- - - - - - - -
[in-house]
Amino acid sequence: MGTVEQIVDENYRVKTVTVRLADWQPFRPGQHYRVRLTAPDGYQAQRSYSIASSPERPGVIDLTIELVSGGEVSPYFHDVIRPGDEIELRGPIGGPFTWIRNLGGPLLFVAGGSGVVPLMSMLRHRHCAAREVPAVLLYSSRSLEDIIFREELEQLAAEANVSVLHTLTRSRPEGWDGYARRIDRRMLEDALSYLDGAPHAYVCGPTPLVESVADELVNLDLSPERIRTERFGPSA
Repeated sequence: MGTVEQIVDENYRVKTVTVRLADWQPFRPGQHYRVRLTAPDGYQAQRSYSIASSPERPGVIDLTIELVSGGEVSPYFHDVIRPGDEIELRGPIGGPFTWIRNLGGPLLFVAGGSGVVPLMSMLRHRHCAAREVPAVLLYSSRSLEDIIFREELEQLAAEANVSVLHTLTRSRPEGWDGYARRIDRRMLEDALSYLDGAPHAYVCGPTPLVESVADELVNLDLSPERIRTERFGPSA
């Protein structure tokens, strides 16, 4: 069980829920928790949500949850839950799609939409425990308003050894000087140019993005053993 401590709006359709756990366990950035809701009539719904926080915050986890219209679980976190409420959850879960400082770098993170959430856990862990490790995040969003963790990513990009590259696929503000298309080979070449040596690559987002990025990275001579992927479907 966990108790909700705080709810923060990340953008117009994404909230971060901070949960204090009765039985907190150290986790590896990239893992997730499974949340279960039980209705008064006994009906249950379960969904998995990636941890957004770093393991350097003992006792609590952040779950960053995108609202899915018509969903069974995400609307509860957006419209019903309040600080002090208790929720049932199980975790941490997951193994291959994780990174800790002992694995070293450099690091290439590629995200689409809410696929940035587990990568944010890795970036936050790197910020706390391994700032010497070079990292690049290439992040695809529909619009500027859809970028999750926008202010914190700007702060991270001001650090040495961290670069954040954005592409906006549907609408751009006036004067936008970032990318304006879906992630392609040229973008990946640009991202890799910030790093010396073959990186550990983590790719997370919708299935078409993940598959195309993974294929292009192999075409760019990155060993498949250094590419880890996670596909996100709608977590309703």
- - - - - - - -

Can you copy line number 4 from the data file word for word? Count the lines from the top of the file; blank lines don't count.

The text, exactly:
């Protein structure tokens, strides 16, 4: 069980829920928790949500949850839950799609939409425990308003050894000087140019993005053993 401590709006359709756990366990950035809701009539719904926080915050986890219209679980976190409420959850879960400082770098993170959430856990862990490790995040969003963790990513990009590259696929503000298309080979070449040596690559987002990025990275001579992927479907 966990108790909700705080709810923060990340953008117009994404909230971060901070949960204090009765039985907190150290986790590896990239893992997730499974949340279960039980209705008064006994009906249950379960969904998995990636941890957004770093393991350097003992006792609590952040779950960053995108609202899915018509969903069974995400609307509860957006419209019903309040600080002090208790929720049932199980975790941490997951193994291959994780990174800790002992694995070293450099690091290439590629995200689409809410696929940035587990990568944010890795970036936050790197910020706390391994700032010497070079990292690049290439992040695809529909619009500027859809970028999750926008202010914190700007702060991270001001650090040495961290670069954040954005592409906006549907609408751009006036004067936008970032990318304006879906992630392609040229973008990946640009991202890799910030790093010396073959990186550990983590790719997370919708299935078409993940598959195309993974294929292009192999075409760019990155060993498949250094590419880890996670596909996100709608977590309703």